From Seaham to Radio 1’s hottest record - Vant return home for headline show

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“The hottest record in the world” says respected DJ Annie Mac of the latest track by Vant.

The four-piece indie rock band released Fly-By Alien to much acclaim at the end of last month, with it rocketing up the airwaves to become Radio 1’s track of the day.

It followed hot on the heels of previous releases The Answer and Parking Lot, which has seen them carve a name for themselves on the music scene, while also drawing comparisons with artists such as Pixies, Manic Street Preachers and The Strokes.

Hailed as “the future of UK rock”, the band are heading out on a headline tour with North East audiences seeing if they live up to the hype at The Cluny on April 28.

It’s a significant date for lead singer Mattie Vant who honed the sound for the band while growing up in Seaham.

As a well-known figure on the North East scene with previous band The Small Screen Light Show, Mattie, 25, was a regular to venues such as The Cluny before moving to Brighton five years ago.

Mattie Vant

Mattie Vant

“This isn’t our first headline tour, but it’s our biggest to date. It’s the first time we’ve sold out some of these venues, which is really exciting for us. “It feels like we’re on the brink of something much bigger,” said the former Seaham School of Technology pupil.

He added: “Last time we played the North East was in Cluny 2 and now we’re in the main room. It will be great to see North East faces there.”

Along with band members bass player Billy Morris, guitarist Henry Eastham and David ‘Greenie’ Green on drums, Mattie has a No 1 record in his sights and they’re putting in the graft to get there.

Since meeting in London two years ago, the band have signed a deal with Parlophone Records and have embarked upon a relentless gigging schedule, with plans to release their debut album in the next year.

Mattie, who moved from Brighton to London three years ago, said: “I met the other guys when I was working at a music venue in London, the bass player had performed there, the guitarist enjoyed beverages in the bar and the drummer I knew from a few years ago as he used to play in Detroit Social Club and Little Comets.

“It was perfect timing really, as he’d come to the end of his journey with Little Comets.

“It all came together and we’ve built up a real momentum over the past year - and it’s continuing that way. Things like spending a month on the BBC playlist had a massive impact for us. We’ve noticed social media shooting up and there’s a real buzz.”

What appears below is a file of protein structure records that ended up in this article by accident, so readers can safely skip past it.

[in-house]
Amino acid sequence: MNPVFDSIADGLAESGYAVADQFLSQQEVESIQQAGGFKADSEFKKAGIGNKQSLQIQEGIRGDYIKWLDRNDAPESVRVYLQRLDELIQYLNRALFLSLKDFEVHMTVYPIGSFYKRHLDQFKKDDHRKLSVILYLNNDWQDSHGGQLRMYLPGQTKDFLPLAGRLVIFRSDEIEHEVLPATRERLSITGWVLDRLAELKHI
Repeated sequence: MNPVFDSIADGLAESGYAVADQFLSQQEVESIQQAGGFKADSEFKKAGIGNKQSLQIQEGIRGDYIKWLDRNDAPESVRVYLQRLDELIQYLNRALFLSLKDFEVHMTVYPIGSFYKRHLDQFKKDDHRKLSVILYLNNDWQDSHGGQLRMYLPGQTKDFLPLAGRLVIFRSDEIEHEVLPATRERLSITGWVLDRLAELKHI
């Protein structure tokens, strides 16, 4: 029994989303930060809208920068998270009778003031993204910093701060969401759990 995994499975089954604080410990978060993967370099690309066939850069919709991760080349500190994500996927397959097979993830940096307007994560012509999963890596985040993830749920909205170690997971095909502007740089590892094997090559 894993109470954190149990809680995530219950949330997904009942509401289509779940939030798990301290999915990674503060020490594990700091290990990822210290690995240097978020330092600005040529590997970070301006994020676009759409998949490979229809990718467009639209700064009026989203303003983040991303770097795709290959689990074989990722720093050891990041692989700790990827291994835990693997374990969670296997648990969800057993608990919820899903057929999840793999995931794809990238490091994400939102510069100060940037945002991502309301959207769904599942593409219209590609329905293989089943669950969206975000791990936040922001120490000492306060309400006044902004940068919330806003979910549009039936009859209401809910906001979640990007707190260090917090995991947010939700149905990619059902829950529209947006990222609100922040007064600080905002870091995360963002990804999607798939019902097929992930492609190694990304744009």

Speaking about the debut album, he said: “We’re not sure when it will be, either this year or early next year. We want a No 1 record and we want to release enough that people want to buy it, we have plenty more music to put out. We can’t wait for the album, but we’re in no rush to put it out.”

As well as the headline tour, the band will be playing their sharp, socially-aware tracks at a host of festivals including T in the Park and Bestival this 

Mattie said: “It’s going to be a busy 18 months for us, and we’ll be announcing more dates. But we’re very much a live act, it’s how we pick up fans. People connect with a band when they can see them in the flesh, they become the advocates of your music.

“It’s the thing we love doing most, it’s when most people begin to support us, as it’s a very visual, exciting show.”

Though Mattie picked up a following with his previous music projects, he says it was moving to London which opened up more opportunities.

“It’s so hard for any local band to get noticed,” he said. “A few years ago, Sunderland started to get attention from the music industry, thanks to bands like Field Music, The Futureheads and This Ain’t Vegas.

“It forced people to come to Sunderland to check them out and see what was happening, but since then there hasn’t been that consistent music scene to force people like Parlophone to come and sniff you out. You have to go knocking on their door instead, like we did, and it’s paid off.”

Recalling how he first became interested in music, he said: “It was a combination of my dad being into music and playing records and an aspect of self discovery.

“When I was 11 it was when Arctic Monkeys kicked off in Britain, you had bands like Kings of Leon and The Strokes coming out of American and, for me, an Australian band called The Vines were really influential.

“Going to see bands like that excited me and I knew it was what I wanted to do. I learnt guitar and went to a local bands project in Seaham and formed a band out of that, Small Screen Light Show.

“We were passionate 15/16-year-olds who wanted to make music but the way the North East scene was then we couldn’t elevate that to the heights we wanted, which is when I moved away.”

The gamble paid off with Vant’s past live shows including dates with Royal Blood, Fidlar and Hinds, as well as 2015 summer appearance at Reading, Leeds, The Great Escape, Dot To Dot, Calling Festival, Secret Garden Party, Boardmasters and Bingley Live.

“Playing Reading and Leeds was amazing,” said Mattie. “Leeds was the festival I would go to as a kid so playing that last year was very exciting for us. “Another major thing so far is having our songs picked up by the BBC because our music is so political.

The bigger we get, the more powerful the message we can get across is. It’s a real achievement for a rock band to make music like that and get recognised for doing so.”

Vant play The Cluny on April 28. For tickets visit